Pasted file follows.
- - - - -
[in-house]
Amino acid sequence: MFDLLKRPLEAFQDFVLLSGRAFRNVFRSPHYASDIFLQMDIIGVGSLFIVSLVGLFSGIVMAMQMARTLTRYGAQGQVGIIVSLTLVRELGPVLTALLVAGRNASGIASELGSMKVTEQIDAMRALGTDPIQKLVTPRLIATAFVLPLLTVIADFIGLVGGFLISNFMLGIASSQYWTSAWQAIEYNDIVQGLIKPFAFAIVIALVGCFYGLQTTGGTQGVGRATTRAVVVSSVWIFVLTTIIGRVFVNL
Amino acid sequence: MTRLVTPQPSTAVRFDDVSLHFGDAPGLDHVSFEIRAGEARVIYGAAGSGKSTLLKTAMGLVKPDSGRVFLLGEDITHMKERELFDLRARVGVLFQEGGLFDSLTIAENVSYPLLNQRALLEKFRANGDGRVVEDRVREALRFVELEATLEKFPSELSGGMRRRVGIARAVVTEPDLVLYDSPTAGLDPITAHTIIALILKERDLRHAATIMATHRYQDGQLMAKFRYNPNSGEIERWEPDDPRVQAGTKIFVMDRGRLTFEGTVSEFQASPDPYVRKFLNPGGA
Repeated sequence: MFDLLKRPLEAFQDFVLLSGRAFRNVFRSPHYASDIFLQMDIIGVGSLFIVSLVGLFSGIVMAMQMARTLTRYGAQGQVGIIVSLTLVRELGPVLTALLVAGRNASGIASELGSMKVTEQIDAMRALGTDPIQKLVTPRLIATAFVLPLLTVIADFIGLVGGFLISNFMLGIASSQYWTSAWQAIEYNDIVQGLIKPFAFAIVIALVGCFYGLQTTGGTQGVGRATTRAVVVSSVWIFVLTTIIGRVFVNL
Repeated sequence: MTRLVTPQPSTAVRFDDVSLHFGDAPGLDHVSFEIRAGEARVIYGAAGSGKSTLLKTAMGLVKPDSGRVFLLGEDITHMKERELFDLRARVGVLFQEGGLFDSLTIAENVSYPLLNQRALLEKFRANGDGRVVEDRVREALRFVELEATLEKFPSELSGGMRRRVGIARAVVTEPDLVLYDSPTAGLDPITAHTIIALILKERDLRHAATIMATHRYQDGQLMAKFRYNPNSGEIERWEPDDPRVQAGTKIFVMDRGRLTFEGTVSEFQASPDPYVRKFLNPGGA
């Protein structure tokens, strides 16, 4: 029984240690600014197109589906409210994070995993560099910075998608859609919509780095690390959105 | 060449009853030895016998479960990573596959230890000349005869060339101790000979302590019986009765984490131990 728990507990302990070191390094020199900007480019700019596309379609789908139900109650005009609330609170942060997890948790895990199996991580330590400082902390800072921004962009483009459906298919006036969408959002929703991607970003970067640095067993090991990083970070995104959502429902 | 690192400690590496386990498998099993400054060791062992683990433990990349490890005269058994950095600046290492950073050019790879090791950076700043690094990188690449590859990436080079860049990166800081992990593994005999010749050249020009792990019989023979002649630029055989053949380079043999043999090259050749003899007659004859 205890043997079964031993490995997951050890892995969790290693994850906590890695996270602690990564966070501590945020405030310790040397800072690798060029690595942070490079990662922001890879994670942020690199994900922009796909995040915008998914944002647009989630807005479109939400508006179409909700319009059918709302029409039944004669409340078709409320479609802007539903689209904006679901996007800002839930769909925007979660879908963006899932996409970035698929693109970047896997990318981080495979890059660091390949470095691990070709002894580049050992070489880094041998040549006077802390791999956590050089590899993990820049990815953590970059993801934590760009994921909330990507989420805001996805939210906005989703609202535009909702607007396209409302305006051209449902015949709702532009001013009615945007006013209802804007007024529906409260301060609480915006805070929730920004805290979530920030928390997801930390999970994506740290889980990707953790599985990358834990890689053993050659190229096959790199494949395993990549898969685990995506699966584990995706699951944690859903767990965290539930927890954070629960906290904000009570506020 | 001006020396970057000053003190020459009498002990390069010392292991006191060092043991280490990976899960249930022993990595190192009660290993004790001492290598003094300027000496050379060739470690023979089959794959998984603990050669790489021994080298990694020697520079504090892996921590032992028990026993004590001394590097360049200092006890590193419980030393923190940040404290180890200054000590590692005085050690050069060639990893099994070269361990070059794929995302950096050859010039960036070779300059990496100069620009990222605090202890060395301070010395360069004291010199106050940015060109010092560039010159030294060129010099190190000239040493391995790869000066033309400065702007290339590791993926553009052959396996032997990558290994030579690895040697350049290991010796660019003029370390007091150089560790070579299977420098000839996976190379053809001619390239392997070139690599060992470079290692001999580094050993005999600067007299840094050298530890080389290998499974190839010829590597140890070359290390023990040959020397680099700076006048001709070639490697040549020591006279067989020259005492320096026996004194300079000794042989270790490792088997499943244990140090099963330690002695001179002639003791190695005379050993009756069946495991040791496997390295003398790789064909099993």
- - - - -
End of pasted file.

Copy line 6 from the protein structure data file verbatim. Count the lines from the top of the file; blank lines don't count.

């Protein structure tokens, strides 16, 4: 029984240690600014197109589906409210994070995993560099910075998608859609919509780095690390959105 | 060449009853030895016998479960990573596959230890000349005869060339101790000979302590019986009765984490131990 728990507990302990070191390094020199900007480019700019596309379609789908139900109650005009609330609170942060997890948790895990199996991580330590400082902390800072921004962009483009459906298919006036969408959002929703991607970003970067640095067993090991990083970070995104959502429902 | 690192400690590496386990498998099993400054060791062992683990433990990349490890005269058994950095600046290492950073050019790879090791950076700043690094990188690449590859990436080079860049990166800081992990593994005999010749050249020009792990019989023979002649630029055989053949380079043999043999090259050749003899007659004859 205890043997079964031993490995997951050890892995969790290693994850906590890695996270602690990564966070501590945020405030310790040397800072690798060029690595942070490079990662922001890879994670942020690199994900922009796909995040915008998914944002647009989630807005479109939400508006179409909700319009059918709302029409039944004669409340078709409320479609802007539903689209904006679901996007800002839930769909925007979660879908963006899932996409970035698929693109970047896997990318981080495979890059660091390949470095691990070709002894580049050992070489880094041998040549006077802390791999956590050089590899993990820049990815953590970059993801934590760009994921909330990507989420805001996805939210906005989703609202535009909702607007396209409302305006051209449902015949709702532009001013009615945007006013209802804007007024529906409260301060609480915006805070929730920004805290979530920030928390997801930390999970994506740290889980990707953790599985990358834990890689053993050659190229096959790199494949395993990549898969685990995506699966584990995706699951944690859903767990965290539930927890954070629960906290904000009570506020 | 001006020396970057000053003190020459009498002990390069010392292991006191060092043991280490990976899960249930022993990595190192009660290993004790001492290598003094300027000496050379060739470690023979089959794959998984603990050669790489021994080298990694020697520079504090892996921590032992028990026993004590001394590097360049200092006890590193419980030393923190940040404290180890200054000590590692005085050690050069060639990893099994070269361990070059794929995302950096050859010039960036070779300059990496100069620009990222605090202890060395301070010395360069004291010199106050940015060109010092560039010159030294060129010099190190000239040493391995790869000066033309400065702007290339590791993926553009052959396996032997990558290994030579690895040697350049290991010796660019003029370390007091150089560790070579299977420098000839996976190379053809001619390239392997070139690599060992470079290692001999580094050993005999600067007299840094050298530890080389290998499974190839010829590597140890070359290390023990040959020397680099700076006048001709070639490697040549020591006279067989020259005492320096026996004194300079000794042989270790490792088997499943244990140090099963330690002695001179002639003791190695005379050993009756069946495991040791496997390295003398790789064909099993």